Hi kiddies! I hope everyone had a happy 4th of July! Here’s another little rhyme for you – about that old Mother Goose!!! I saved her almost to the very end. Enjoy!!! Love and Feathers, Auntie Goose
Traditional Nursery Rhyme
“Ladybug, ladybug” is chanted by children when a ladybug insect lands on their person. If the ladybug doesn’t fly away of its own accord the child would gently blow it away chanting “Ladybug Ladybug fly away home”. This insect is found every summer in the gardens of Britain – the most common colour is red with black spots, less common are the yellow variety. In Britain ladybugs are referred to as ‘ladybirds’.
Ladybird History Connection – Gunpowder Plot Conspirators?
Farmers knew of the Ladybird’s value in reducing the level of pests in their crops and it was traditional for them to cry out the rhyme before they burnt their fields following harvests (this reduced the level of insects and pests) in deference to the helpful ladybird:
“Ladybird, ladybird fly away home,
Your house is on fire and your children are gone”
The English word ladybird is a derivative of the Catholic term ” Our Lady”. The tradition of calling this rhyme was believed to have been used as a seemingly innocent warning cry to Catholic (recusants) who refused to attend Protestant services as required by the Act of Uniformity (1559 & 1662). This law forbade priests to say Mass and forbade communicants to attend it. Consequently Mass was held secretly in the open fields. Laymen were subject to jail and heavy fines and priests to execution. Many priests were executed by the terrible death of being burnt alive at the stake or, even worse, being hung, drawn and quartered. The most famous English recusants were Guy Fawkes and the Gunpowder Plot Conspirators.
The American Version of the Lyrics
It is possible that the word Ladybird was exchanged for Ladybug, in the American version of the nursery rhyme, due the word association with Firebug meaning an arsonist or pyromaniac. The first publication date was 1865 and the word ladybird was used as opposed to ladybug. There has been some speculation that this Nursery Rhyme originates from the time of the Great Fire of London in 1666.
The picture is of the ‘Gunpowder Plot’ conspirators. Starting with
Thomas Bates, Robert Wintour, Christopher Wright, John Wright, Thomas Percy, Guy Fawkes, Robert Catesby and Thomas Wintour.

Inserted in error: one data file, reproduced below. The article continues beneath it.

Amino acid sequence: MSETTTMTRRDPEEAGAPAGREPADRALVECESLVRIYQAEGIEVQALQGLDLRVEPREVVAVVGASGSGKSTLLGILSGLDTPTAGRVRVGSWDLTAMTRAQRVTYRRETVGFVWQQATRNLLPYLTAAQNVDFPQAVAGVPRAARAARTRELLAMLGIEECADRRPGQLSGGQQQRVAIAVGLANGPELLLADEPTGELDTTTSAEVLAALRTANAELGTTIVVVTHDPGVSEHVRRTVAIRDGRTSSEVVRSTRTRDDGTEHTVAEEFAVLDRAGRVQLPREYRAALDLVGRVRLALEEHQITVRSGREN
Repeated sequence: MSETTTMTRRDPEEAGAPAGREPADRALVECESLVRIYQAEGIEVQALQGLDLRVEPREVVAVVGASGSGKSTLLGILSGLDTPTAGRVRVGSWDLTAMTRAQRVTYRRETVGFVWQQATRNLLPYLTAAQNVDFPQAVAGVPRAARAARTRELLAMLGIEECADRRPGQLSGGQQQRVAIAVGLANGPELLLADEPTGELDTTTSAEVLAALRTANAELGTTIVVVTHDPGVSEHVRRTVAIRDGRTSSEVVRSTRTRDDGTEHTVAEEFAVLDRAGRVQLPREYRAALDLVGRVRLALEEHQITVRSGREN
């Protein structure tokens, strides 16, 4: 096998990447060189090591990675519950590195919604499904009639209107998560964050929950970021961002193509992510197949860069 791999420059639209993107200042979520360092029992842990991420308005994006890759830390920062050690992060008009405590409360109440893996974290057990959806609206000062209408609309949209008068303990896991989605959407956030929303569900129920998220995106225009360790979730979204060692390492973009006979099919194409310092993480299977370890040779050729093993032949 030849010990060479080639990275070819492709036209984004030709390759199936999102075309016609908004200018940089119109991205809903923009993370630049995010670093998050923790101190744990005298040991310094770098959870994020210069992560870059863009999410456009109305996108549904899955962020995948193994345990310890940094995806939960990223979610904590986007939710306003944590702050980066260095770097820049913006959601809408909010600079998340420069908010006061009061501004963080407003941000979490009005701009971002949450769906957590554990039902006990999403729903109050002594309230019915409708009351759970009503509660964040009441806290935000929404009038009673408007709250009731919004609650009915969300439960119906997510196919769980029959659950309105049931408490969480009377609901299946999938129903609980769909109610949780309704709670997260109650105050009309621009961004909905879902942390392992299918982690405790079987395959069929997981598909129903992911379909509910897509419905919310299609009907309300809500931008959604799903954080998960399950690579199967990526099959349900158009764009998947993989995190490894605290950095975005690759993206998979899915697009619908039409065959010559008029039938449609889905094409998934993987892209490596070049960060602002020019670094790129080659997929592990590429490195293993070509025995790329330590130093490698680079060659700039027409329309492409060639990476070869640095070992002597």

Origins to words of Jack Sprat can be found in British History!
The Jack Sprat alluded to in this English poem is reputed to be King Charles I (1625-1649) and Henrietta Maria, his Queen (1609-1669). Apparently, when King Charles (Jack Sprat) declared war on Spain, parliament refused to finance him (leaving him lean!) So his wife imposed an illegal war tax (to get some fat!) after the angered King (Jack Sprat) dissolved Parliament.
The Robin Hood Legend!
Another interpretation of the Jack Sprat Nursery rhyme relates to the story of Richard I (Richard the Lionheart 1157 – 1199) and his younger brother King John (1166 – 1216). Both of whom feature strongly in the traditional legend of Robin Hood.
Prince John, Richard the Lionheart and the Ransom!
In 1189 John (Jack Sprat) married Joan, the ambitious and greedy daughter and heiress of the Earl of Gloucester (“Joan ate all the fat”). When King Richard went on Crusade, from 1190 to 1194, John attempted to take the crown of England – a ruthless and treacherous usurper). On his return from the Crusades King Richard was taken hostage by Duke Leopold demanding a ransom of 150,000 marks. John reluctantly had to raise the ransom, leaving the country destitute for years and reducing John’s inheritance (“They picked it clean”). The ransom was paid and Richard was released. John was crowned King of England following the death of Richard in 1199. He had his marriage to Joan annulled, she was never acknowledged as queen. She then married again to Geoffrey de Mandeville and her third husband was Hubert de Burgh.
The picture is of King Charles I
whose constant disputes with the Parliamentarians lead to the English
Civil War and his execution.